“Zaila, what’s this?”
“Zaila, open that!”
“Zaila, what does this mean?”
Being a big sister can be exhausting. In some ways, it might be easier to say, “Mom? Dad? I think you should hire a babysitter. I want to be great, so I need to spend all my time focusing on me.”
Except I would never do that. Being an older sister is a really big, important part of my life, and don’t tell my brothers but . . . I wouldn’t trade it for anything. Yes, I’m helping them, but every time I help them, it feels good for me. It reminds me that I’m powerful enough to help someone else. Maybe not superhero-level powerful, but somewhere on the superhero spectrum.
One of my brothers is really into science. He’s the kind of kid who always checks out books about dinosaurs and space and weather patterns from the library. And he does not try to keep whatever he is reading to himself. He talks about things like climate change a lot. Sometimes he’s annoying about it. Don’t get me wrong. I love science, too, and I also like to talk about it. The thing is that nine times out of ten, my brother isn’t trying to talk to me--he is trying to quiz me.
“Zaila, do you know the speed of light?”
“Zaila, how far away is the sun?”
“Zaila, can you name all the types of clouds?”
If I take too long saying the answer or, heaven forbid, I don’t know the answer, my brother hits me with his shocked and disappointed voice.
“Whaaaat? Why don’t you know that?”
I know he’s just quizzing me because he loves science so much and, since I’m the big sister, he thinks I should already know everything he does. I could definitely do without him constantly quizzing me, but the big sister in me loves to encourage him, especially about science.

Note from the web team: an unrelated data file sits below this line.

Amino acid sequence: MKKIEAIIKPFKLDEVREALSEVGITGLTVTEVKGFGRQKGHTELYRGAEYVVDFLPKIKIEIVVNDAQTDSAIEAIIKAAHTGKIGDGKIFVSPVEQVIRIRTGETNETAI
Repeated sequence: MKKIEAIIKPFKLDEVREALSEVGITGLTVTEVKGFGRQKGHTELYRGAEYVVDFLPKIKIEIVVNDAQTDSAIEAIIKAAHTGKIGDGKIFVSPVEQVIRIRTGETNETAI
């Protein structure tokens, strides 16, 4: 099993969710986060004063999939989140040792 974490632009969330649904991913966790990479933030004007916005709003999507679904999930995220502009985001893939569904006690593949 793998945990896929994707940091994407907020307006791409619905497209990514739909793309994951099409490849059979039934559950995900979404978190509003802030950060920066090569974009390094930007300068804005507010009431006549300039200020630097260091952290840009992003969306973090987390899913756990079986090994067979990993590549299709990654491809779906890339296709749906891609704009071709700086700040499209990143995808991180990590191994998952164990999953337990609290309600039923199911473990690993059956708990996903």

That brings me to a very science-y opportunity I had. I was invited to Washington, DC, for a big event. The Smithsonian was opening a new exhibition about the future. It was really cool, and so was the fact that I’d been invited to be a speaker. At the event, it turned out that I was paired with Bill Nye. Bill Nye! As in Bill Nye the Science Guy. He was exactly how you would imagine him: super sweet and wearing the bow tie and everything. It was a glorious experience for me, and part of what made it so good was:
1. knowing how big a fan of Bill Nye my brother is, and
2. plotting ways for my brother to feel the glory, too.
I couldn’t get a time machine to go back and bring my brother with us or develop transporter technology to whiz him there on the spot. The best thing I could do was ask Bill Nye if we could record a video of him saying hello to my brother. Believe me, the last thing I wanted was to look all dorky fangirl in front of Bill Nye. Still, I’d do it a thousand times over just to see the look on my brother’s face. He was SO excited. Super excited. Uber excited. Just imagine him running around squealing, “Oh my God! This is Bill Nye!” for twenty minutes straight and you’ll get the picture.